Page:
Theiling Online    Sitemap    Conlang Mailing List HQ   

Re: cases

From:H. S. Teoh <hsteoh@...>
Date:Monday, December 2, 2002, 2:18
On Mon, Dec 02, 2002 at 09:42:14AM +0800, Florian Rivoal wrote:
> >Mmmm. Have you taken a look at Ebisedian's case system yet? If you want > >something original, that is. I believe Ebisedian's case system is quite > >unique... > > Yes i had a look at it. It thought the system quite interesting. But i > have one question. When i read it, i feel it can be interpreted, more > than understood. I mean when I look at one sentence, I think "oh, it > could mean that", or "this is an intersting way of explaining". But it > is had for me to realy say i am sure of what you mean. Is it only > because i am new and unused to this style, or do you consider ebisedian > to rely heavily on context for a proper understanding?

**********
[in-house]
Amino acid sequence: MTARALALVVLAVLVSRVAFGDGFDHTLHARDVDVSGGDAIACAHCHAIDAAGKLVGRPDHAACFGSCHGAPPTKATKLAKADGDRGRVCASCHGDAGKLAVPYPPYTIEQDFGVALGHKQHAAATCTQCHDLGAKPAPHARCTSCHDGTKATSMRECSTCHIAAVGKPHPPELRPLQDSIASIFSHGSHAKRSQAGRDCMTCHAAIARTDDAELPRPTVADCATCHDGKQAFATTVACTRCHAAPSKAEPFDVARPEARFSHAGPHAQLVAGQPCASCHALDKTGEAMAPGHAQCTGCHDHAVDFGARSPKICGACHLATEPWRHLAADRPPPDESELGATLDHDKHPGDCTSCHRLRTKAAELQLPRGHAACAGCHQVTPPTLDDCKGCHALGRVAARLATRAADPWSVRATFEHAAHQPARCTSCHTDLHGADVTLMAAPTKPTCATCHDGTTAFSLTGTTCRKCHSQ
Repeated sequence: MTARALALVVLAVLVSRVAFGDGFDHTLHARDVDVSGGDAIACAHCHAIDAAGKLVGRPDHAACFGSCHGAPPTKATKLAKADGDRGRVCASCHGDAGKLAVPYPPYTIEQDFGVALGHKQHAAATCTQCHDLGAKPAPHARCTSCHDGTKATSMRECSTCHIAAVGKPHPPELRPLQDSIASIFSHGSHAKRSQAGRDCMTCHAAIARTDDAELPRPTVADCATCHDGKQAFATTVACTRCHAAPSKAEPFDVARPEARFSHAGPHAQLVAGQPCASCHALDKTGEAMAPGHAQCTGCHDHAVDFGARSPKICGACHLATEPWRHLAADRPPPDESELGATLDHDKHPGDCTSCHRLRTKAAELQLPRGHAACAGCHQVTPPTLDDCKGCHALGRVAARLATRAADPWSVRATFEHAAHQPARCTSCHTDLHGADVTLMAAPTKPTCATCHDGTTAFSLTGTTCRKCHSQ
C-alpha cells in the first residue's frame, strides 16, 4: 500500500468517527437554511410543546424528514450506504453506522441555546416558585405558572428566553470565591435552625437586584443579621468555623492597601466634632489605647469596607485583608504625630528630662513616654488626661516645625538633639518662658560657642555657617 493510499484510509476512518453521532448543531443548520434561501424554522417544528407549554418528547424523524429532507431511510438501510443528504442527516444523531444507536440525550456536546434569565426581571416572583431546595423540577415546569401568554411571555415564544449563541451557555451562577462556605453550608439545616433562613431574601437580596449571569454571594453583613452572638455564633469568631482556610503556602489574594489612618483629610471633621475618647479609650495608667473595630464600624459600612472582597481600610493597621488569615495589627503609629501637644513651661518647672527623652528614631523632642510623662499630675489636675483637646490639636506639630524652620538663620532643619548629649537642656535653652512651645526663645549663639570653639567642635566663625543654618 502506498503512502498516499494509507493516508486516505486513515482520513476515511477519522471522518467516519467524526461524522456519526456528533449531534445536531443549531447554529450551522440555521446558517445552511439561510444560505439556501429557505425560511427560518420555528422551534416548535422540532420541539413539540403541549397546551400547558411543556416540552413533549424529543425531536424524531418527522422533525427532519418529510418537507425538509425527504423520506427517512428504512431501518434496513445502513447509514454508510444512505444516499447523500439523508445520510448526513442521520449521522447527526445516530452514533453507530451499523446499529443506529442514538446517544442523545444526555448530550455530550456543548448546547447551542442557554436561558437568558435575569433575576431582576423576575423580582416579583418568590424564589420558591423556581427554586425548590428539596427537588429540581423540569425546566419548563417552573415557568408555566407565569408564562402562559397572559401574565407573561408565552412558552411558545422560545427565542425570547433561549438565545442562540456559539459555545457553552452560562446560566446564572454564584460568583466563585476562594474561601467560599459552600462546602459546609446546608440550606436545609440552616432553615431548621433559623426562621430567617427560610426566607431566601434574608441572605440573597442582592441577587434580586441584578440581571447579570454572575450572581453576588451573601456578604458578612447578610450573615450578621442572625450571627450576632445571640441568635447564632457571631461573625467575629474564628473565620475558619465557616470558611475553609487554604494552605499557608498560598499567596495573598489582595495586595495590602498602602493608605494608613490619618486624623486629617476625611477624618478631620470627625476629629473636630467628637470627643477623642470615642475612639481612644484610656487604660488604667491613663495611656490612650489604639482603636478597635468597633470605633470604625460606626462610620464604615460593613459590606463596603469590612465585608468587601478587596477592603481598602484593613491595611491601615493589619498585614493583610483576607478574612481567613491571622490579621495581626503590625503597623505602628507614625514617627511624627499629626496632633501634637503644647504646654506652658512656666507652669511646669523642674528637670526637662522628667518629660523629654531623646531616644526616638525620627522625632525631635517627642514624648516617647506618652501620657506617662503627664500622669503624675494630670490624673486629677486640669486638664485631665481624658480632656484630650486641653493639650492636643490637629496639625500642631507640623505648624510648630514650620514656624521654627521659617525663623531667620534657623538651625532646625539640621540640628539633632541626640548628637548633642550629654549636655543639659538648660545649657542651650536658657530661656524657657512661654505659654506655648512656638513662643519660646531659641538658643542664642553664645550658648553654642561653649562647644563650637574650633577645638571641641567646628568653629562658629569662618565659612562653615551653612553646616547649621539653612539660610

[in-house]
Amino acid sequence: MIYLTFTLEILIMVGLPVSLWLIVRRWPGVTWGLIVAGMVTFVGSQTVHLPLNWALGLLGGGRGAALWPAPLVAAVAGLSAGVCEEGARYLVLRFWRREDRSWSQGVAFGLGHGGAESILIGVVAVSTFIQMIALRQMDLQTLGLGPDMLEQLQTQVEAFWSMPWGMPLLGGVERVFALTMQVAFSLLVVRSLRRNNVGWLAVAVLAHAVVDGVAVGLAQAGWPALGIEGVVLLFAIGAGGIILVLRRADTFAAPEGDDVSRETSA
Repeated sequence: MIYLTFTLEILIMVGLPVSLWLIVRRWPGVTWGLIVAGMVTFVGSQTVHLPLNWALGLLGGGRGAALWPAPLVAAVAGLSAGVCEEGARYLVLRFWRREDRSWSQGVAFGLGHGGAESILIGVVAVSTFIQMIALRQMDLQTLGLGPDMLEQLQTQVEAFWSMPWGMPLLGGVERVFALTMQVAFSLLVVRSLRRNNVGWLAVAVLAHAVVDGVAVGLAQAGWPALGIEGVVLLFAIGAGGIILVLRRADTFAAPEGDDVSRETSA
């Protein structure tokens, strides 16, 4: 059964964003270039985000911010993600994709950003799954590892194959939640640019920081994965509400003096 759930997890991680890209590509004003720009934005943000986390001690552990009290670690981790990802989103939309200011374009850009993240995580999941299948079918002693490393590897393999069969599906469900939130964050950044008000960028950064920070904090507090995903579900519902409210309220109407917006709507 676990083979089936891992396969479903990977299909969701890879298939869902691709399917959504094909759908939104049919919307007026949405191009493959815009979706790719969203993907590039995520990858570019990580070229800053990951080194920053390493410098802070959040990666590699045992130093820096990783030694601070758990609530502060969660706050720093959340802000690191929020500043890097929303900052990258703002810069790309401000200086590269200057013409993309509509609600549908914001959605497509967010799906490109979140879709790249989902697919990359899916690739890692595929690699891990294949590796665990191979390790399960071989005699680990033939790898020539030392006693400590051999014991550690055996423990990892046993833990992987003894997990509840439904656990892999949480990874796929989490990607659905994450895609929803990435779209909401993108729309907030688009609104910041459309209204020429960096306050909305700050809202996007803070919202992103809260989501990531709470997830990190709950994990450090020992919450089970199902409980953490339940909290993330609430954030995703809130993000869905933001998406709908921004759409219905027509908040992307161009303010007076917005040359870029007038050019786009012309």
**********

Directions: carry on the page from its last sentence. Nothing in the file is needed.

I think it's because you're not used to the way Ebisedian works. But perhaps it might be better for Jan or Philip, who have learned some Ebisedian, to say how they feel, since I'm obviously biased. :-) Many aspects of Ebisedian does rely on context; but the case system isn't one of them. The "interesting ways" of explaining why cases are the way they are, in the tutorial, are simply my effort to describe how Ebisedian works to someone who is not familiar with it. Once you get used to how Ebisedian works, I think it isn't very difficult to predict what cases would be used with what verbs. In (accusative) languages like English, the subject acts like the focus of a sentence, and the predicate (verb + object + indirect object(s)) describes what the subject does or what is happening to it. In other words, the subject is the primary, and the verb and object(s) are auxilliaries. In Ebisedian, it is the *verb* that acts as the primary focus; *all* the nouns hang around it as auxilliaries. What is important in Ebisedian isn't any particular noun (the "subject"), but rather what *happens* to a set of nouns, or what is the (semantic) role of each noun relative to the verb. (Of course, this doesn't cover the stative sentences; but stative sentences are simply an outcome of the noun cases that must exist in order for sentences to be unambiguous when the focus is on the verb.) T -- The peace of mind--from knowing that viruses which exploit Microsoft system vulnerabilities cannot touch Linux--is priceless. -- Frustrated system administrator.